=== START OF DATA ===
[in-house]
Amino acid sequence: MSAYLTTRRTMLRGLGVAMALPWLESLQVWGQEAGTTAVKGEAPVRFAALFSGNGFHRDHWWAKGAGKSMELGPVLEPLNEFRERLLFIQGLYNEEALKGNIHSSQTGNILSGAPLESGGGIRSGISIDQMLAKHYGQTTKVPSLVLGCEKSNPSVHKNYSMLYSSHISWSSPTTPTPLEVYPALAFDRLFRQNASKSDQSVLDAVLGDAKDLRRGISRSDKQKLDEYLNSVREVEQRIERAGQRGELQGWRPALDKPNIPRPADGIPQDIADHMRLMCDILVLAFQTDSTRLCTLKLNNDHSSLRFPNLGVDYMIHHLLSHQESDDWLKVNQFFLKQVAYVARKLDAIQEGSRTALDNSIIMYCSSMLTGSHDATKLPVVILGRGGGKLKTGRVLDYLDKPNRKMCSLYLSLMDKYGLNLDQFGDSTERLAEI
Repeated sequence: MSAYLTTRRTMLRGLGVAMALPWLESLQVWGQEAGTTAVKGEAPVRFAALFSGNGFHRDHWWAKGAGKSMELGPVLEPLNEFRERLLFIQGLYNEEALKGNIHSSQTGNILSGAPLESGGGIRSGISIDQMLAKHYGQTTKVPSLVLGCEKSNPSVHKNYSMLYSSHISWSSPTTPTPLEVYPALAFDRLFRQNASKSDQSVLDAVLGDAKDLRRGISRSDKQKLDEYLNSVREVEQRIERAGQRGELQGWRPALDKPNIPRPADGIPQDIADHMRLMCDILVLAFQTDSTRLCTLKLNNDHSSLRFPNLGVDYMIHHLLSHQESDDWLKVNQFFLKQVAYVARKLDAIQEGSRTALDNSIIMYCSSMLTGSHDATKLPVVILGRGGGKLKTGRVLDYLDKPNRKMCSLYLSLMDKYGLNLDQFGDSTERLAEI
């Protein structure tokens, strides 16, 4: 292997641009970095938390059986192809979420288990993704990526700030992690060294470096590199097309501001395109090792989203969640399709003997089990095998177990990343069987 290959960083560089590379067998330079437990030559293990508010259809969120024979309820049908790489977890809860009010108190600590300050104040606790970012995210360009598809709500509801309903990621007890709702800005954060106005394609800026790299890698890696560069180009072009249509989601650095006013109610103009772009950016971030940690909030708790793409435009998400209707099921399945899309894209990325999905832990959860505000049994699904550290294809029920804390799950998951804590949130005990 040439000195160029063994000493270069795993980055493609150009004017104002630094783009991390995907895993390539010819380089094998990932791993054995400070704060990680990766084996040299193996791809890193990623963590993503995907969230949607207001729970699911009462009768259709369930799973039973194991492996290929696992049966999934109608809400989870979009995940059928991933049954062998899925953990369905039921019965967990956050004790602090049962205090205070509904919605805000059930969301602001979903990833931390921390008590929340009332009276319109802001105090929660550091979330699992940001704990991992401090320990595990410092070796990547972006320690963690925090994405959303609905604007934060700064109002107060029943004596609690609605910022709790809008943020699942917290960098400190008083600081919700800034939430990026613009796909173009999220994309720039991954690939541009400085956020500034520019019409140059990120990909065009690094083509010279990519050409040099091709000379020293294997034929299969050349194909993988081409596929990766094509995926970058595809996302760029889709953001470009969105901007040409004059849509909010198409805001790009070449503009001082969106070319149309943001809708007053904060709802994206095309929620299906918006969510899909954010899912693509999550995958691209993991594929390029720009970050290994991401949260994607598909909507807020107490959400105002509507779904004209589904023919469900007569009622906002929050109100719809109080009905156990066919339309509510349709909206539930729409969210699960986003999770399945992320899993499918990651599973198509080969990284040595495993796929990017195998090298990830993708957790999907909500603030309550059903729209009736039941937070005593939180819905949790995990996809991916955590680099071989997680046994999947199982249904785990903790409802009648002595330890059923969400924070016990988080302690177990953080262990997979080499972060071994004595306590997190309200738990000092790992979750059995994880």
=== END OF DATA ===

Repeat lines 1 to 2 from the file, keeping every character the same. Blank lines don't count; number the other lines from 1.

[in-house]
Amino acid sequence: MSAYLTTRRTMLRGLGVAMALPWLESLQVWGQEAGTTAVKGEAPVRFAALFSGNGFHRDHWWAKGAGKSMELGPVLEPLNEFRERLLFIQGLYNEEALKGNIHSSQTGNILSGAPLESGGGIRSGISIDQMLAKHYGQTTKVPSLVLGCEKSNPSVHKNYSMLYSSHISWSSPTTPTPLEVYPALAFDRLFRQNASKSDQSVLDAVLGDAKDLRRGISRSDKQKLDEYLNSVREVEQRIERAGQRGELQGWRPALDKPNIPRPADGIPQDIADHMRLMCDILVLAFQTDSTRLCTLKLNNDHSSLRFPNLGVDYMIHHLLSHQESDDWLKVNQFFLKQVAYVARKLDAIQEGSRTALDNSIIMYCSSMLTGSHDATKLPVVILGRGGGKLKTGRVLDYLDKPNRKMCSLYLSLMDKYGLNLDQFGDSTERLAEI